Wills and Probate FAQs
If you would like to speak to a member of our Wills, trusts and probate team for advice call us on 0203 837 3658, alternatively complete our online enquiry form and a legal adviser will contact you to discuss your requirements.
Will my family need to go through Probate?
Sometimes people think that if they have a Will their family or the other beneficiaries can simply collect the assets and divide them in accordance with the Will. However, before they release funds, banks and investment holding institutions will often need a Grant of Probate (if there is a Will) or a Grant of Letters of Administration (if there is no Will). If a person who has died owned a house in their own name, a Grant will be needed to sell the house. Generally speaking if you have a house in your own name and/or have assets in the bank of more than £5,000 you will need to go through Probate. This means that the Executors of your Will (if you've made sure you've got one) will have to send the Will to the Probate Registry with an Affidavit telling the Probate Registry who they are and what your estate is worth. A Probate Judge will then grant them Probate to the Will. The Grant of Probate is what your Executors will need to collect in your assets.
Will there be Inheritance Tax to pay on my estate?
Inheritance Tax is charged at a rate of 40 % on the amount of your net estate (your assets less your debts) which exceeds the Inheritance Tax threshold at your date of death. This threshold changes each April (after The Budget usually) and is £325,000 this year. Anything you have above £325,000 could be taxed at 40 %. Some beneficiaries are exempt from Inheritance Tax however. Assets left to your spouse or a charity are exempt. Some assets which you may own get Inheritance Tax relief, such as a business interest in some circumstances. Sometimes, if you have given away assets during your lifetime, this can change what Inheritance Tax your estate has to pay on your death. Sometimes, there is even Inheritance Tax to pay when a gift is made. A carefully drafted Will could reduce the impact of Inheritance Tax on your estate.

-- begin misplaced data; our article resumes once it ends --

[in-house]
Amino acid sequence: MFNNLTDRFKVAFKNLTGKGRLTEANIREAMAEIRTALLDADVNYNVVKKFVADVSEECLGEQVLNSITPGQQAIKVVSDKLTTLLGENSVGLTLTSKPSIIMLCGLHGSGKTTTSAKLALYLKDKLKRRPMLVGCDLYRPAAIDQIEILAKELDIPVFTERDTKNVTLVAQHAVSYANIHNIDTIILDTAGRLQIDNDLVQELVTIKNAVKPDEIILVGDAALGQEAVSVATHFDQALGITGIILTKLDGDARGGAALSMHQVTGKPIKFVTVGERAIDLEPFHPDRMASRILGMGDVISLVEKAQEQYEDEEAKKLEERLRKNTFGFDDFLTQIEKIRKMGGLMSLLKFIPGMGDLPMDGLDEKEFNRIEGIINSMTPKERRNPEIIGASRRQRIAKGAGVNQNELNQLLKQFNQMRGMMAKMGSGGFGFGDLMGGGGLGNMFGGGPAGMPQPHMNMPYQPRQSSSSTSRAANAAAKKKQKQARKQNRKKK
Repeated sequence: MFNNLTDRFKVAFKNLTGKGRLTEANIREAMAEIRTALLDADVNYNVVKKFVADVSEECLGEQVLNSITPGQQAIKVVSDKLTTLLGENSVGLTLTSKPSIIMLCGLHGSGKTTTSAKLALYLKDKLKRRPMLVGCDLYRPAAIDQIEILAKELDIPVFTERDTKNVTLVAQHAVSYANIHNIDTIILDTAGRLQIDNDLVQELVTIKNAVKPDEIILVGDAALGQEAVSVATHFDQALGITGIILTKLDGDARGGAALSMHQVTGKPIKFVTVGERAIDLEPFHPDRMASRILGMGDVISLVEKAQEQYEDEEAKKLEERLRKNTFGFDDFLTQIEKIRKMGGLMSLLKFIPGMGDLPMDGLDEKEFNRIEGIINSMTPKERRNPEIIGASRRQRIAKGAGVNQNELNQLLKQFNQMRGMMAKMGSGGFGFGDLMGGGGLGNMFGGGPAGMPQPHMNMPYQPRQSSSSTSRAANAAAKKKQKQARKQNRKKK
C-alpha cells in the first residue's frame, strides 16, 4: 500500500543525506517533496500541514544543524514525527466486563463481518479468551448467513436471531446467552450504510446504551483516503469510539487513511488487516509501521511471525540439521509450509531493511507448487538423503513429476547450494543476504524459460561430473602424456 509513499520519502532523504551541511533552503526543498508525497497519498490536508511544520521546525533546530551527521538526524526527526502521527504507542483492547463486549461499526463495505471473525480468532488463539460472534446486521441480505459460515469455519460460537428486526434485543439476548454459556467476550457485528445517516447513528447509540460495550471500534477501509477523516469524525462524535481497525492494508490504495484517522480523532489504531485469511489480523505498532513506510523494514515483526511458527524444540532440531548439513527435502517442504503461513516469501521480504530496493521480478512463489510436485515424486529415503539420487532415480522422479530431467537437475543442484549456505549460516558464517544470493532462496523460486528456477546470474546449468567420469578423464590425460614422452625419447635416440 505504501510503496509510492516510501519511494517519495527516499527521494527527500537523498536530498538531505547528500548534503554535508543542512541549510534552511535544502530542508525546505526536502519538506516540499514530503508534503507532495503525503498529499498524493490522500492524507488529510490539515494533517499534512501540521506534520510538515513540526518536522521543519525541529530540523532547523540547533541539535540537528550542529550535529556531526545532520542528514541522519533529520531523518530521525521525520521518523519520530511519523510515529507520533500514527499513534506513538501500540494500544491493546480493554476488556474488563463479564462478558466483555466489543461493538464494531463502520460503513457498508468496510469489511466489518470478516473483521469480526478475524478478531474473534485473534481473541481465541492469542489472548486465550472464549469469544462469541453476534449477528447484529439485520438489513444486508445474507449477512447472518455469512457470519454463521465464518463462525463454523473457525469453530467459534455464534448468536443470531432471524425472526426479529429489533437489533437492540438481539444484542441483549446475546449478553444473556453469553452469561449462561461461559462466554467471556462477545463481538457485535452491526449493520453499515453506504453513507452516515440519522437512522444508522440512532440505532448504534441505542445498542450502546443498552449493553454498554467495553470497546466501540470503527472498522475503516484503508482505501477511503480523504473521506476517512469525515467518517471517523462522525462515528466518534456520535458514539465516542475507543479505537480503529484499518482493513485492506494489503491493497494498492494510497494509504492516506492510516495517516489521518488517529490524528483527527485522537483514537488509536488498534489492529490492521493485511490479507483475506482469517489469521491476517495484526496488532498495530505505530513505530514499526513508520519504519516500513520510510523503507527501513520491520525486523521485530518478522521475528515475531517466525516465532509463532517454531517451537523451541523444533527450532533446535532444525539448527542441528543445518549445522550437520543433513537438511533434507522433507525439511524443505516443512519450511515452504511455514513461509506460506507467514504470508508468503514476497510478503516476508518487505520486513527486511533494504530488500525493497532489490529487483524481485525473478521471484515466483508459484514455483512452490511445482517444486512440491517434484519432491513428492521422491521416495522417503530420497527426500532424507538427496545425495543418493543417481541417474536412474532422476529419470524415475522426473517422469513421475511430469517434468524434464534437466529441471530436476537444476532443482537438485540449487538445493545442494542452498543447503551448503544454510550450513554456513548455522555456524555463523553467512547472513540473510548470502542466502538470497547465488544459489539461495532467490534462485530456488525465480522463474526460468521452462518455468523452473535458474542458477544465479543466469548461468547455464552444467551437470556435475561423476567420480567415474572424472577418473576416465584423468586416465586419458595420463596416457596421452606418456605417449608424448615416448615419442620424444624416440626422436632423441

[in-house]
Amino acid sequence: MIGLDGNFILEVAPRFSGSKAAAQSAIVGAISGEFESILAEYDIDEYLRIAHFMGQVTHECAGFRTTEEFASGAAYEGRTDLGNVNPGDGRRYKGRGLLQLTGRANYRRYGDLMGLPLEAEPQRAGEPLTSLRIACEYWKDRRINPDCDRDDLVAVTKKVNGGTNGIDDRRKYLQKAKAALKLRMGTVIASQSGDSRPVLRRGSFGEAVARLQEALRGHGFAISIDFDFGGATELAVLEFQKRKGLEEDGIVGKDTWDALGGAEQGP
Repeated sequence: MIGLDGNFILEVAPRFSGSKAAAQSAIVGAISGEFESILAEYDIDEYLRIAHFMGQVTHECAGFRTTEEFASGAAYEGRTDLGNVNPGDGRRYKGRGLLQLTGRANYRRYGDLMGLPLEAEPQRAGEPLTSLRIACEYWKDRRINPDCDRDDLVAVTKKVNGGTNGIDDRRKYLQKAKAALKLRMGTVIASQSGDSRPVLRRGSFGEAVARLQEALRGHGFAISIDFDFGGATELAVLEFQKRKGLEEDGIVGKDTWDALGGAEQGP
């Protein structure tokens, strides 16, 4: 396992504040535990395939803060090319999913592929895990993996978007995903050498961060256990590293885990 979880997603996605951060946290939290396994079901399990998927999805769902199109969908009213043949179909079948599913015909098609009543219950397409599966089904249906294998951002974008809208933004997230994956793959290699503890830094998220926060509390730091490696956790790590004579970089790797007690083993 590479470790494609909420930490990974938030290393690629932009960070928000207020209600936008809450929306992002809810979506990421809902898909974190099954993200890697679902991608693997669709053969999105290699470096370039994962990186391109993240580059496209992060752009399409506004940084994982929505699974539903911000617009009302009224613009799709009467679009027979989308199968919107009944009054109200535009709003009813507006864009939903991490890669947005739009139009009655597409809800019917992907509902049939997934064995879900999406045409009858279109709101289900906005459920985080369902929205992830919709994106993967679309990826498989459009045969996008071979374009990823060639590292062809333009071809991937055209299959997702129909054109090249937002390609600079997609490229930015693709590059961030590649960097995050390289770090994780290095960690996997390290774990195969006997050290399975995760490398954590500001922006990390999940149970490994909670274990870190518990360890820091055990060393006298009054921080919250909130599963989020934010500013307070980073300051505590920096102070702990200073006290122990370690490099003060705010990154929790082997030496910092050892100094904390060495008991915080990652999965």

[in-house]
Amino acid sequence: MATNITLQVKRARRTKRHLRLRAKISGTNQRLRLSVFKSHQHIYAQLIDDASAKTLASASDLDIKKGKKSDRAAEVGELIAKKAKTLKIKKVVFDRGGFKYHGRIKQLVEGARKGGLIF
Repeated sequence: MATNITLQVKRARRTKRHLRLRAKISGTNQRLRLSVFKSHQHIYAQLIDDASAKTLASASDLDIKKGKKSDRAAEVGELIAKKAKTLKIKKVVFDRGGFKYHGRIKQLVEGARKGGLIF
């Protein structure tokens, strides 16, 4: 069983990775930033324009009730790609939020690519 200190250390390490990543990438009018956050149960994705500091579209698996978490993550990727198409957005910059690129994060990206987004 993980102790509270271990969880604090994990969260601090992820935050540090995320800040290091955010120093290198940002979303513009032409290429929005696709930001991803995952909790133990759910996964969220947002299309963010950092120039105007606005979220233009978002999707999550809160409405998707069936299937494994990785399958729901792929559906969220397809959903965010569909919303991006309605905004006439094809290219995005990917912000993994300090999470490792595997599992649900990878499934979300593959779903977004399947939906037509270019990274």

There is no Will and no surviving spouse, does everything go to the eldest child?
No. It depends on your family circumstances. If someone dies without a valid Will then their estate is distributed under what is known as the intestacy rules. If someone is married on death all or large proportions of their estate will go to their surviving spouse. If there is no spouse then children may get all the estate equally between them. More distant relatives may share the estate if someone dies unmarried with no children.
We have to sell an elderly relative's house to pay for their care fees, but our relative doesn't understand their affairs anymore, what can we do?
You may need to apply to the Court of Protection to be appointed a Receiver for your relative. This will mean you can deal with their finances and property and sell their house to pay for care fees. The procedure can take a few months sometimes.
I've no mortgage now, can I give my house to my children?
Possibly but there are risks. If you give it away completely you won't own your home anymore, your children will. If they get divorced, are declared bankrupt or die then the place where you live is part of their assets and could be affected. You may have to leave your home through no fault of your own. Always seek advice about the implications and options if you are thinking of gifting away your home or a share in it.